It’s quiet and peaceful on my back porch today, but it won’t last. New neighbors are on their way, a couple with three young children.
It was inevitable that someday we would get new neighbors. The couple next door are 94 and 95. (I struggled there with whether to use “are” or “is.” I know a couple is a singular thing, but when I turned them into individuals to tell you how old they were, they turned plural. I have a dear friend who blogs about words. This minor dilemma doesn’t rise to the level of interesting language usage that she writes about, but I’m sure she’ll appreciate the diversion.)
In any case, our lovely, elderly neighbors moved to an apartment in the center of town so they wouldn’t have to deal with stairs anymore. He’s been going back and forth to clean out the house and ready it for sale and now, I’ve heard, the deed is done.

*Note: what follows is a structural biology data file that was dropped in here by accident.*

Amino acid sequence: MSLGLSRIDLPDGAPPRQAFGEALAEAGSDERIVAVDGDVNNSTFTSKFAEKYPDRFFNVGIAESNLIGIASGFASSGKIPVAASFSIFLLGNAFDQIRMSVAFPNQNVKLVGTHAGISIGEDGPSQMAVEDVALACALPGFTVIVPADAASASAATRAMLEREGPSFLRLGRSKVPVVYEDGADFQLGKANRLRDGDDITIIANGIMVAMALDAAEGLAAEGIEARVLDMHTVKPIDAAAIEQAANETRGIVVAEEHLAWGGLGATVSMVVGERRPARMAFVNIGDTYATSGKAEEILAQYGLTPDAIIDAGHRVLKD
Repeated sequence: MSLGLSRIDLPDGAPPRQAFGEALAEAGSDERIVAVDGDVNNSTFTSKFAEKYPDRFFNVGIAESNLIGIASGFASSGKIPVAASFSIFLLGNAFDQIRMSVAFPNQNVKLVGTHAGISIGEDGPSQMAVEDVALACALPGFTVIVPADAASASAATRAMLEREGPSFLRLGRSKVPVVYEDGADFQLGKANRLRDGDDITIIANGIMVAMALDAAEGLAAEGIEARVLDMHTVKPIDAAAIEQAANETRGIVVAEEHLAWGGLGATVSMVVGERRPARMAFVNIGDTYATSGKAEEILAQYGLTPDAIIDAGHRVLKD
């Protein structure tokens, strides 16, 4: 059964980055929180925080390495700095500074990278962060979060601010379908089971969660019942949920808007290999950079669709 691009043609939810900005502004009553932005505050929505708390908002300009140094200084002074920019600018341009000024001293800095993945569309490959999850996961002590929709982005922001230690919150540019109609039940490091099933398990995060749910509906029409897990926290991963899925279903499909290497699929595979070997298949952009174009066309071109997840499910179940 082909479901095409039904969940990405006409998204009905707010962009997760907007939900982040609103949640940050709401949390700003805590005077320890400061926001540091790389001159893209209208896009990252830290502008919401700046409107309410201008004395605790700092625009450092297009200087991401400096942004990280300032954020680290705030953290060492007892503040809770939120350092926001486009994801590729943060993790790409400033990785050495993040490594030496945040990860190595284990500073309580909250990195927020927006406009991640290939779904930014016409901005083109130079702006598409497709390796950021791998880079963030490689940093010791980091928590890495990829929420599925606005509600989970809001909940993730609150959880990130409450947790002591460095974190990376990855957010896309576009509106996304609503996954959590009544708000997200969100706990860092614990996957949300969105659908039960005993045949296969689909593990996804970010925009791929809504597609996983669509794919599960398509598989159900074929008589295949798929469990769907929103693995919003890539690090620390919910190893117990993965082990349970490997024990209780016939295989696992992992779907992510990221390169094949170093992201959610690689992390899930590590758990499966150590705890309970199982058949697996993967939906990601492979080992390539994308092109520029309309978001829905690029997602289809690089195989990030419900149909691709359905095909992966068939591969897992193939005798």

Once upon a time, the house was a barn. It’s built into a hill and the back door, which appears to be upstairs from where I sit, opens onto a flat bit that’s blocked from view by a fence. The side yard is separated from that bit by the same fence. A picture should make that clearer. Here you go:
The gazebo jumps out at you, doesn’t it? In twenty years, I’ve never seen either of my neighbors sit there. Because no one uses it, I’ve been able to enjoy it as the bit of backyard kitsch it is. Once filled with children, however, I have no doubt that it will lose its dubious charm.
Maybe the new neighbors’ children will be quiet, clean, charming little things. But when they move in it’s likely that I’ll spend more time on my front porch where there’s no gazebo in sight.